Editor & Author Writing Tips for Our Historical Blitz

Editor & Author Writing Tips for Our Historical Blitz

Whether you’re polishing up your entry for the Warriors Wanted Blitz or looking for some general historical romance writing advice, the Mills & Boon editors and authors share their top tips to make your story stand out from the crowd…


First, let’s hear from the editors…

“For me, the opening few lines to a story can make or break a submission… being thrown directly in to a dramatic, tense, fast-paced moment, or being pulled into some witty, clever banter between characters, can be just the thing to ensure we’re physically unable to put the story down! Make your opening scene memorable (in the right way!) and you’ll have given your submission the best chance possible of being picked up!” Vic Britton, Commissioning Editor

“Historical worlds are some of the most fun to create (and to read!) but all that world-building means that secondary characters can sometimes steal the limelight from your central characters. To keep your story focused, ask yourself whether the appearance of a secondary character moves the central relationship forward or offers a fresh insight into your protagonists. If not, ask yourself if it needs to be there…” Nic Caws, Editor

“Historicals require lots of research to help create that richly evoked ‘world’.  But the key to using it in your story is knowing what to include and what to leave out!  Think of all those setting and world building details you’ve researched like the background to a painting.  They should give context, without dominating the subject (your hero and heroine’s story and romantic journey).” Sheila Hodgson, Senior Editor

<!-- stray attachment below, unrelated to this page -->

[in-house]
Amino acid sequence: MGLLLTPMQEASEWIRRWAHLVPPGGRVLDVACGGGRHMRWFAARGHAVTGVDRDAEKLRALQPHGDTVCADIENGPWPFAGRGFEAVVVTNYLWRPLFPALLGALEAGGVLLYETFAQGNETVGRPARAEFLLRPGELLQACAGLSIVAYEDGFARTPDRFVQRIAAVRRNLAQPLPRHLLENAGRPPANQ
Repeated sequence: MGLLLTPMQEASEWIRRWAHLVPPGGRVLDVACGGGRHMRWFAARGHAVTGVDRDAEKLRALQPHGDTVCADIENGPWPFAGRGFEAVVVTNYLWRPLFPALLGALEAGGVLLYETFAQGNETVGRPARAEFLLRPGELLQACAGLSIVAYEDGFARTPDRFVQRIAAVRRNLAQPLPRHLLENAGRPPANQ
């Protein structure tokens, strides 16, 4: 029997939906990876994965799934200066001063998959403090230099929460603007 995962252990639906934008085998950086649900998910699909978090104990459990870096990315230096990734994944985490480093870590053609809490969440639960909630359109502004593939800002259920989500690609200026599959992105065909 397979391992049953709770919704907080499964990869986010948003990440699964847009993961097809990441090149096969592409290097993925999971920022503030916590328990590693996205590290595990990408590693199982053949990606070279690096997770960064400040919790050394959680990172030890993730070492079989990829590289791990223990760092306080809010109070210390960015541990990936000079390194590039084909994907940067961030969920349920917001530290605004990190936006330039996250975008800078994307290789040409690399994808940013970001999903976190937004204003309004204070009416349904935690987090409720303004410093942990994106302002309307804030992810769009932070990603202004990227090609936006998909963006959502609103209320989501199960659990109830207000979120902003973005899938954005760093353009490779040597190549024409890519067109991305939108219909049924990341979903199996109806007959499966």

“You could write the same love story a thousand different ways. But, as an author, it’s your job to work out what is the most exciting, unique path that will lead your hero and heroine to their Happily Ever After. Uniqueness comes from character development – it’s only through getting right inside your characters’ heads that you’ll avoid the trap of cliché.

If you’re stuck – don’t worry, it happens to everyone! – take a step back and write down everything you know about your hero and heroine. Think about their lives outside the confines of the story and, importantly, what’s happened to them before page one of their romance. It’s this knowledge that could help you to answer questions like ‘Why would he do this’ or ‘How will they overcome this?’ and ensure that your hero and heroine are truly original.” Hannah Rossiter, Editorial Assistant

“I look for stories which immerse me immediately, from P1, into the atmosphere of the chosen time period. I want to feel the bite of cold as a wounded warrior struggles to find shelter in a winter landscape, or the pang of excitement and fear as a debutante takes to the dance floor for the first time, in the arms of the best-looking man in the room. Research is important in creating an authentic historical backdrop, although it’s the life and emotion you give to your characters which will draw readers into the world you have created around them.” Linda Fildew, Senior Editor  

“You only have one chapter to grab our attention so make sure we can really get a sense of your writing voice and the emotional tension between your characters from the start! I would advise writing the second, and maybe even the third, chapter before you submit so you can get a feel for where you want the story to go. This in turn will allow you to fine tune the opening chapter.” Chere Tricot, Editorial Assistant

“A dramatic, exciting, fast-paced plot is great, but it’s the central characters who are the beating heart of a romance. Ensuring they are complex, well-rounded and likeable individuals is crucial to keeping readers invested in their story.  And when they come together on page, make sure their chemistry is spine-tinglingly electric!” Carly Byrne, Editor